How to: Migrating to Microsoft Office 2010 Pt 2

Your guide on how to migrate to Microsoft Office 2010

The next 18 months is a hectic period for Microsoft customers with research showing organisations are undertaking major upgrades including plans to replace operating systems, office suites, mail servers and collaboration infrastructure.

According to surveys undertaken by Gartner earlier this year, many organisations have started their production deployments of Windows 7 with plans also underway to accelerate the deployment of Office 2010, the latest version of Microsoft's 20 year old productivity suite.

Recognising that these projects require careful planning to minimise cost, risk and complexity, Computerworld Australia has prepared this special feature on migrating to Microsoft Office 2010.

Missed Migrating to Microsoft Office 2010 Pt 1? Click here to read it now

Part 2: The major benefits of migrating

For most organisations upgrading is about accessing new features and functionality or it is part of a much broader IT strategy. Fortunately for Microsoft, the Office behemoth has a momentum all of its own and some enterprises will buy Office 2010 licenses for reasons that have nothing to do with functionality. One reason is sheer inertia.

"Many organisations have been buying Microsoft Office for years and will continue to do so. It works, it is well supported, and for many companies signing up for Office is the path of least resistance," according to Silver.

"The second reason is to stay current. Some organisations stayed on Office XP and Office 2003 scared off by the new file formats and Ribbon user interface of Office 2007.

"However, Microsoft is starting to withdraw support for these earlier versions of Office."

As most Microsoft customers are no doubt aware, Office 2003 support expires in April 2014 and many companies will move to Office 2010 to make sure support continues.

For companies that have signed up to buy Microsoft's 2010 set of collaboration infrastructure, Gartner says Office 2010 offers significant value.

"Office 2010's built-in abilities to share documents, perform synchronous co-authoring, see presence information, and see metadata suggestions will depend on whether an organisation has other Microsoft products installed," the research firm said.

"If a company has spent this kind of money on Microsoft's collaboration infrastructure it might as well leverage its capabilities in the latest version of Office.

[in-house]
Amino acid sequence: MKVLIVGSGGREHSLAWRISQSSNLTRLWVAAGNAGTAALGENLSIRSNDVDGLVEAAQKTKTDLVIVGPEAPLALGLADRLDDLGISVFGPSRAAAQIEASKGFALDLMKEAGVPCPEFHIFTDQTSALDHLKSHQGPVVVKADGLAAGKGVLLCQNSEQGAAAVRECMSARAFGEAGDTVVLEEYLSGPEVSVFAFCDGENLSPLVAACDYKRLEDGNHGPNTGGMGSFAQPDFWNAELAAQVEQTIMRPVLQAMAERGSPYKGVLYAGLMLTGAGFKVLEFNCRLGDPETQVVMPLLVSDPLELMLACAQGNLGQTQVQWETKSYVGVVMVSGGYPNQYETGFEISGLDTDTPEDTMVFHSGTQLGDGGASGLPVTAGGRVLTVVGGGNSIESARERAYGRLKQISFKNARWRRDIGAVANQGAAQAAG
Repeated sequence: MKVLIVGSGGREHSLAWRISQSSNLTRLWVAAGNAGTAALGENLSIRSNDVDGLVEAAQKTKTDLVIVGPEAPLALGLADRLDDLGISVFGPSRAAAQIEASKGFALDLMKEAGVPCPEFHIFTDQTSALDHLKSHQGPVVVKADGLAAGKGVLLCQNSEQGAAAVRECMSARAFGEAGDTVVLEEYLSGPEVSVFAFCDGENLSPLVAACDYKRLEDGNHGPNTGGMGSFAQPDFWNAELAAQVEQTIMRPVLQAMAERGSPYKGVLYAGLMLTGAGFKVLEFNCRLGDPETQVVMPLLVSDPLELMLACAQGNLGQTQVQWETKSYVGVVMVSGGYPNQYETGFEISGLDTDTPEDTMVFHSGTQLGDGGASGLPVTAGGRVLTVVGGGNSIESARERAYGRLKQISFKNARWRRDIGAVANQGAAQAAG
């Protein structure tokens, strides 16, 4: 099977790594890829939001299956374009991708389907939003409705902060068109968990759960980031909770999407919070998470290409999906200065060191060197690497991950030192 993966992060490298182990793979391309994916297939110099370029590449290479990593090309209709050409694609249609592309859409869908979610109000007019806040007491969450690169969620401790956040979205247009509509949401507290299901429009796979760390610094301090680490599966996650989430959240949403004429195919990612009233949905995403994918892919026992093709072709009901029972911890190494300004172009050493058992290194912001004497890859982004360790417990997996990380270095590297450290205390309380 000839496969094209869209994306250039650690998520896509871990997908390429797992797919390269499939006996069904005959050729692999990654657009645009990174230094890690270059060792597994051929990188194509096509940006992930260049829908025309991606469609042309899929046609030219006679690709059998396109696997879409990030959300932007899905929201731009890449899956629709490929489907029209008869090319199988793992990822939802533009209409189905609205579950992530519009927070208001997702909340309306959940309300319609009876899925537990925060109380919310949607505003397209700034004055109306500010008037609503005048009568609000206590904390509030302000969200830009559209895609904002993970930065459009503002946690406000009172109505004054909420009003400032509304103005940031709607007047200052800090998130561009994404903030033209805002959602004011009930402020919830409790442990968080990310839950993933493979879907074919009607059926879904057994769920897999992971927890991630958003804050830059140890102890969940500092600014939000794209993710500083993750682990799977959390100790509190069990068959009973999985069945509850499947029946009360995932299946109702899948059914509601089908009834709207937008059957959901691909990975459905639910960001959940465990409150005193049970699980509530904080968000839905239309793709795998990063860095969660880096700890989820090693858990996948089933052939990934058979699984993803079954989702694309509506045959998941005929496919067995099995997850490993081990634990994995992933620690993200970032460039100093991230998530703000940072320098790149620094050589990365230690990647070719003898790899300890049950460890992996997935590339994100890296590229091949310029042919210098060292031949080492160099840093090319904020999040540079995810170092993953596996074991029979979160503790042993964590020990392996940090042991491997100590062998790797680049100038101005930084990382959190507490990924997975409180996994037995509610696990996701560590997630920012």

"Add in the data gathering and research capabilities of OneNote, and workers will gain a highly functional front end to Microsoft's collaboration servers."

Gartner states it is definitely the right time to migrate. This is because it is best to spend six to 12 months from the time Office 2010 ships waiting for independent software vendor support.

"Plus there is the time required to undertake planning, testing and piloting before an organisation can commence production deployments of Office 2010," he said.

When deciding whether to upgrade to Office 2010, an organisation must consider two issues - the potential productivity gains from the new features as well as the organisation's own collaboration vision. Organisations set to get the most value from Office 2010 are those on the latest version of Microsoft's collaboration infrastructure including Exchange Server 2010, SharePoint 2010 or Office Communications Server 2007 R2.

A good productivity suite strategy helps employees generate and consume high quality documents while a bad strategy inhibits work and causes information loss. One of the downsides of migrating to Office 2010 is that there is a lot of code to deploy to users.

Organisations will still need to test compatibility with internal applications as well as testing ISV support.

Gartner warns that organisations without SharePoint will see less benefit.

Over the page: Who should be upgrading?

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